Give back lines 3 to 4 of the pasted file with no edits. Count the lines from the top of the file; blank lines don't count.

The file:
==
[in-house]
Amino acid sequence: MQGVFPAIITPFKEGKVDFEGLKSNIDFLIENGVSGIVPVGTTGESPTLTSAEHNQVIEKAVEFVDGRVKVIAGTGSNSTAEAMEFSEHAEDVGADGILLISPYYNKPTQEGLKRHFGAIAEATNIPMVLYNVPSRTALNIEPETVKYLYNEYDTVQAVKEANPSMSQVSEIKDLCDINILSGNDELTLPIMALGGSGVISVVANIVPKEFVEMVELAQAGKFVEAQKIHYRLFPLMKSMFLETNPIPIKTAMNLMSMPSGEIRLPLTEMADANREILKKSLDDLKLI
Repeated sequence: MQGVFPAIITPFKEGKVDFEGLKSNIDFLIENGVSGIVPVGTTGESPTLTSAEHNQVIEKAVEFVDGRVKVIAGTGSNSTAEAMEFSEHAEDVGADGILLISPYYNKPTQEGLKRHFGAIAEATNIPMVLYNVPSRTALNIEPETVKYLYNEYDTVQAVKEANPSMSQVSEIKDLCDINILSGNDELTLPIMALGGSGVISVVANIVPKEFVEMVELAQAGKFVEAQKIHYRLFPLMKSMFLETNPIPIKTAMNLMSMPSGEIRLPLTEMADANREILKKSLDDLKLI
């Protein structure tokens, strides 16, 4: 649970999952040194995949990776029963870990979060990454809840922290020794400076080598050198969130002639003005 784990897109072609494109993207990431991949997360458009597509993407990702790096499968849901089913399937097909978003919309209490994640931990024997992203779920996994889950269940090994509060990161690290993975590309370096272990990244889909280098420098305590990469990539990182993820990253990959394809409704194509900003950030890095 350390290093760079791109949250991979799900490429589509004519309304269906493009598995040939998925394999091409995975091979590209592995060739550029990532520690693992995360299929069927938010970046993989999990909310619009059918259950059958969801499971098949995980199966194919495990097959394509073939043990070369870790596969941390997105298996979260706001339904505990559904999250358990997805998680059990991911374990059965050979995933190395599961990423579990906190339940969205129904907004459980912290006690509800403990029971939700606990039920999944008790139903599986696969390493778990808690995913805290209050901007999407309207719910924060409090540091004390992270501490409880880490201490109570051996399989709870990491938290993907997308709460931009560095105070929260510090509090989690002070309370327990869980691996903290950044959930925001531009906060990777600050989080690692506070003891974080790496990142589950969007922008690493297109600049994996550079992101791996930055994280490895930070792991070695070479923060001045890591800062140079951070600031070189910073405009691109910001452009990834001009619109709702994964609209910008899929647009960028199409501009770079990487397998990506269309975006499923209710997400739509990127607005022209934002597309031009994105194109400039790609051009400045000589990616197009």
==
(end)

Repeated sequence: MQGVFPAIITPFKEGKVDFEGLKSNIDFLIENGVSGIVPVGTTGESPTLTSAEHNQVIEKAVEFVDGRVKVIAGTGSNSTAEAMEFSEHAEDVGADGILLISPYYNKPTQEGLKRHFGAIAEATNIPMVLYNVPSRTALNIEPETVKYLYNEYDTVQAVKEANPSMSQVSEIKDLCDINILSGNDELTLPIMALGGSGVISVVANIVPKEFVEMVELAQAGKFVEAQKIHYRLFPLMKSMFLETNPIPIKTAMNLMSMPSGEIRLPLTEMADANREILKKSLDDLKLI
């Protein structure tokens, strides 16, 4: 649970999952040194995949990776029963870990979060990454809840922290020794400076080598050198969130002639003005 784990897109072609494109993207990431991949997360458009597509993407990702790096499968849901089913399937097909978003919309209490994640931990024997992203779920996994889950269940090994509060990161690290993975590309370096272990990244889909280098420098305590990469990539990182993820990253990959394809409704194509900003950030890095 350390290093760079791109949250991979799900490429589509004519309304269906493009598995040939998925394999091409995975091979590209592995060739550029990532520690693992995360299929069927938010970046993989999990909310619009059918259950059958969801499971098949995980199966194919495990097959394509073939043990070369870790596969941390997105298996979260706001339904505990559904999250358990997805998680059990991911374990059965050979995933190395599961990423579990906190339940969205129904907004459980912290006690509800403990029971939700606990039920999944008790139903599986696969390493778990808690995913805290209050901007999407309207719910924060409090540091004390992270501490409880880490201490109570051996399989709870990491938290993907997308709460931009560095105070929260510090509090989690002070309370327990869980691996903290950044959930925001531009906060990777600050989080690692506070003891974080790496990142589950969007922008690493297109600049994996550079992101791996930055994280490895930070792991070695070479923060001045890591800062140079951070600031070189910073405009691109910001452009990834001009619109709702994964609209910008899929647009960028199409501009770079990487397998990506269309975006499923209710997400739509990127607005022209934002597309031009994105194109400039790609051009400045000589990616197009």